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SAMSI Offers Two New Research Programs for 2014–2015

1 November 2014 146 views No Comment

The Statistical and Applied Mathematical Sciences Institute (SAMSI) has two new programs for 2015–2016. They are Challenges in Computational Neuroscience (CCNS) and Statistics and Applied Mathematics in Forensic Science (Forensics). ASA members who join the programs will have the opportunity to collaborate with people in disciplines such as neurobiology, applied mathematics, and forensic science.


The CCNS program will develop mathematical and statistical methods for neuroscience applications. These will be used to understand the underlying mechanisms that bridge multiple spatial and temporal scales, linking the activity of individual components (e.g., molecular biology, genetics, and neuron networks), and their interactions to the complex dynamic behavior of the brain and nervous system. Brain theory, modeling, and statistics will be essential to turn data into better understanding of the brain. The CCNS program will address the underlying methodological, theoretical, and computational challenges. Probability and statistics, dynamic systems, geometry, and computer science will be combined with respect to theory and in applications.


SAMSI’s program on forensics is focused on strengthening the statistical and applied mathematical bases of forensic science. Forensic science is fundamentally based upon statistical comparisons of the characteristics of a material left at a crime scene to characteristics of a source or suspect. These comparisons are often acknowledged by forensic scientists to be highly subjective. A series of reports by the National Research Council (NRC) has raised deep questions about major forms of forensic evidence and has made a clear case for heeding statistical underpinning for forensic procedures. These include fingerprints, patterns and impressions (footprints and tire tracks), toolmarks and firearms, hair, fibers, documents, paints and coatings, bloodstains, and fire debris. Working groups will focus on statistical issues for pattern evidence, bias, imaging, and quality control for forensics laboratories. Crosscutting challenges are identifying where statistics can have a quick impact and educating mathematical scientists about forensics and forensic scientists about the mathematical sciences.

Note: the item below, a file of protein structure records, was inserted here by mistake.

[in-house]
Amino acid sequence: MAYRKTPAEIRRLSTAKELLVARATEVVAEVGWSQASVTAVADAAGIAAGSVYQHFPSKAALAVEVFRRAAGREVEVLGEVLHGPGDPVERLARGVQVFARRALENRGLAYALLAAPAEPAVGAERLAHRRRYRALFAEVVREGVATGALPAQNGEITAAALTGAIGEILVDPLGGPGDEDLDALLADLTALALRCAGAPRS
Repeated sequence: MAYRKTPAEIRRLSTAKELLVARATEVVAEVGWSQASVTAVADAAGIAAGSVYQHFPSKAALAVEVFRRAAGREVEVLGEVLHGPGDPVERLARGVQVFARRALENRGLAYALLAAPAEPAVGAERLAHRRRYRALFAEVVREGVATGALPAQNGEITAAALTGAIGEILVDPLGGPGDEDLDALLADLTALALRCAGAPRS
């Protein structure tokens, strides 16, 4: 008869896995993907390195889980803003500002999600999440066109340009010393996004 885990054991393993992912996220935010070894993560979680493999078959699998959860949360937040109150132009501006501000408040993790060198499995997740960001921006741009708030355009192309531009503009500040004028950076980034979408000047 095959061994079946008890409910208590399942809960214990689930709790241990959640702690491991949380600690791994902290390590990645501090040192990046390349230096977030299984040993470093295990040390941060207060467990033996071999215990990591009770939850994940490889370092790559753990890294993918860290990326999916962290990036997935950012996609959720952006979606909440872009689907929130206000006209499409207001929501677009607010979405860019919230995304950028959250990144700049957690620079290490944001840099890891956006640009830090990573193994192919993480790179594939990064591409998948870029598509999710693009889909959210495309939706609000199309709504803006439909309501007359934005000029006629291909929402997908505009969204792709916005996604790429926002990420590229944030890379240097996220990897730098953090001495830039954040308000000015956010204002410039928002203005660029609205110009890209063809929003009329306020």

Financial support is available for visiting researchers to be resident at SAMSI for periods of one month to one year. Postdoctoral positions are available in both programs and give many opportunities for fellows to collaborate with senior-level researchers. Workshops and working groups give many people the opportunity to collaborate with others on research projects and network with their peers.

SAMSI offers workshops to graduate and upper-level undergraduate students who want to learn about the latest research and applications in the statistical and mathematical sciences. All involved researchers will have chances to broaden their interests and skill sets, participate in cutting-edge interdisciplinary projects, and make new connections. New researchers and members of under-represented groups are especially encouraged to participate. 

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